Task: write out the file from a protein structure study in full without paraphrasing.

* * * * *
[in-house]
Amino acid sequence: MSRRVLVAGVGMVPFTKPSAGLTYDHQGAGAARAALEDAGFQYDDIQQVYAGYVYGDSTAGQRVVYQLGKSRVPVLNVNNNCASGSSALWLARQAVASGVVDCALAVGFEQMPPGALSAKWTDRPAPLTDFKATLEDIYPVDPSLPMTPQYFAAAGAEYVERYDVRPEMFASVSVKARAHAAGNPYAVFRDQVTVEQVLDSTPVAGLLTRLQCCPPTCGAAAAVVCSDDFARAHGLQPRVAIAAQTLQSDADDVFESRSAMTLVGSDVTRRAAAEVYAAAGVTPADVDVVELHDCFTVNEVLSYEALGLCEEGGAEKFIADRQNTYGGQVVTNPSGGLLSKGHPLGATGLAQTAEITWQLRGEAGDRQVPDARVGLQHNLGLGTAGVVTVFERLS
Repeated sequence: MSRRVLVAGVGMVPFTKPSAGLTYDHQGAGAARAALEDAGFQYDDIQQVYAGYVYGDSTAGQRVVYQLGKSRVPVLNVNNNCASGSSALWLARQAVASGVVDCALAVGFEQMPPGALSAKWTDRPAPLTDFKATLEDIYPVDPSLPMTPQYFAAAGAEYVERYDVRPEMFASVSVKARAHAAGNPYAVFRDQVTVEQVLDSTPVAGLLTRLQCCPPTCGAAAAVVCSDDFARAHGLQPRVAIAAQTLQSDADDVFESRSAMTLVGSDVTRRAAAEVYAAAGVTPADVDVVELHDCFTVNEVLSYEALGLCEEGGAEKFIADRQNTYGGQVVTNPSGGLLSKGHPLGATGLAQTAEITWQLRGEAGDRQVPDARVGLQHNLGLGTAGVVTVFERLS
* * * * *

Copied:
[in-house]
Amino acid sequence: MSRRVLVAGVGMVPFTKPSAGLTYDHQGAGAARAALEDAGFQYDDIQQVYAGYVYGDSTAGQRVVYQLGKSRVPVLNVNNNCASGSSALWLARQAVASGVVDCALAVGFEQMPPGALSAKWTDRPAPLTDFKATLEDIYPVDPSLPMTPQYFAAAGAEYVERYDVRPEMFASVSVKARAHAAGNPYAVFRDQVTVEQVLDSTPVAGLLTRLQCCPPTCGAAAAVVCSDDFARAHGLQPRVAIAAQTLQSDADDVFESRSAMTLVGSDVTRRAAAEVYAAAGVTPADVDVVELHDCFTVNEVLSYEALGLCEEGGAEKFIADRQNTYGGQVVTNPSGGLLSKGHPLGATGLAQTAEITWQLRGEAGDRQVPDARVGLQHNLGLGTAGVVTVFERLS
Repeated sequence: MSRRVLVAGVGMVPFTKPSAGLTYDHQGAGAARAALEDAGFQYDDIQQVYAGYVYGDSTAGQRVVYQLGKSRVPVLNVNNNCASGSSALWLARQAVASGVVDCALAVGFEQMPPGALSAKWTDRPAPLTDFKATLEDIYPVDPSLPMTPQYFAAAGAEYVERYDVRPEMFASVSVKARAHAAGNPYAVFRDQVTVEQVLDSTPVAGLLTRLQCCPPTCGAAAAVVCSDDFARAHGLQPRVAIAAQTLQSDADDVFESRSAMTLVGSDVTRRAAAEVYAAAGVTPADVDVVELHDCFTVNEVLSYEALGLCEEGGAEKFIADRQNTYGGQVVTNPSGGLLSKGHPLGATGLAQTAEITWQLRGEAGDRQVPDARVGLQHNLGLGTAGVVTVFERLS